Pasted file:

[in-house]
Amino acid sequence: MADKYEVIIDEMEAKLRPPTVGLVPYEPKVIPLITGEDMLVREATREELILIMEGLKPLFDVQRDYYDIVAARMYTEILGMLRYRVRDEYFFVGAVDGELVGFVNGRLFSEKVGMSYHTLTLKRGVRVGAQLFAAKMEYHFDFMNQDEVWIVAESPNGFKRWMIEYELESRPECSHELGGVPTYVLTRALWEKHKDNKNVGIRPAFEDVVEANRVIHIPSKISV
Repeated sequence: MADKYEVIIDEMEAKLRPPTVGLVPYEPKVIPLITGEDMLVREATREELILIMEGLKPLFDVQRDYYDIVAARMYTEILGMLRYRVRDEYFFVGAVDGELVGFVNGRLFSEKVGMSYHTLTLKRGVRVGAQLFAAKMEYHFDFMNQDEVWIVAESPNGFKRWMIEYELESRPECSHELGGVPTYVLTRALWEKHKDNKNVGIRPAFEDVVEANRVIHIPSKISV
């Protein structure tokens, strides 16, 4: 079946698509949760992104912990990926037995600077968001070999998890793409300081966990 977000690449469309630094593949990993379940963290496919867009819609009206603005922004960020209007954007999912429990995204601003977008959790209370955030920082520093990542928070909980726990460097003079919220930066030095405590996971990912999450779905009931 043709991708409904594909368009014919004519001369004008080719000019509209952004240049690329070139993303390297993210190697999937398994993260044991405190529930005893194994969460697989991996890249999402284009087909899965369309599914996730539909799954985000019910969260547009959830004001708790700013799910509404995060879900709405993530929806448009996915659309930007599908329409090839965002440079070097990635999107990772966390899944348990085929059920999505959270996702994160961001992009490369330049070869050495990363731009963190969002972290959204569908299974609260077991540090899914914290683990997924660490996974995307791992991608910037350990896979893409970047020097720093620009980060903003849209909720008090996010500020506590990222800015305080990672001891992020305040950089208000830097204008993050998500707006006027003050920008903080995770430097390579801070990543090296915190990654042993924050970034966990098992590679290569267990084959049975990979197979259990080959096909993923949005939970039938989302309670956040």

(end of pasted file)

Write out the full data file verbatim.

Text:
[in-house]
Amino acid sequence: MADKYEVIIDEMEAKLRPPTVGLVPYEPKVIPLITGEDMLVREATREELILIMEGLKPLFDVQRDYYDIVAARMYTEILGMLRYRVRDEYFFVGAVDGELVGFVNGRLFSEKVGMSYHTLTLKRGVRVGAQLFAAKMEYHFDFMNQDEVWIVAESPNGFKRWMIEYELESRPECSHELGGVPTYVLTRALWEKHKDNKNVGIRPAFEDVVEANRVIHIPSKISV
Repeated sequence: MADKYEVIIDEMEAKLRPPTVGLVPYEPKVIPLITGEDMLVREATREELILIMEGLKPLFDVQRDYYDIVAARMYTEILGMLRYRVRDEYFFVGAVDGELVGFVNGRLFSEKVGMSYHTLTLKRGVRVGAQLFAAKMEYHFDFMNQDEVWIVAESPNGFKRWMIEYELESRPECSHELGGVPTYVLTRALWEKHKDNKNVGIRPAFEDVVEANRVIHIPSKISV
């Protein structure tokens, strides 16, 4: 079946698509949760992104912990990926037995600077968001070999998890793409300081966990 977000690449469309630094593949990993379940963290496919867009819609009206603005922004960020209007954007999912429990995204601003977008959790209370955030920082520093990542928070909980726990460097003079919220930066030095405590996971990912999450779905009931 043709991708409904594909368009014919004519001369004008080719000019509209952004240049690329070139993303390297993210190697999937398994993260044991405190529930005893194994969460697989991996890249999402284009087909899965369309599914996730539909799954985000019910969260547009959830004001708790700013799910509404995060879900709405993530929806448009996915659309930007599908329409090839965002440079070097990635999107990772966390899944348990085929059920999505959270996702994160961001992009490369330049070869050495990363731009963190969002972290959204569908299974609260077991540090899914914290683990997924660490996974995307791992991608910037350990896979893409970047020097720093620009980060903003849209909720008090996010500020506590990222800015305080990672001891992020305040950089208000830097204008993050998500707006006027003050920008903080995770430097390579801070990543090296915190990654042993924050970034966990098992590679290569267990084959049975990979197979259990080959096909993923949005939970039938989302309670956040």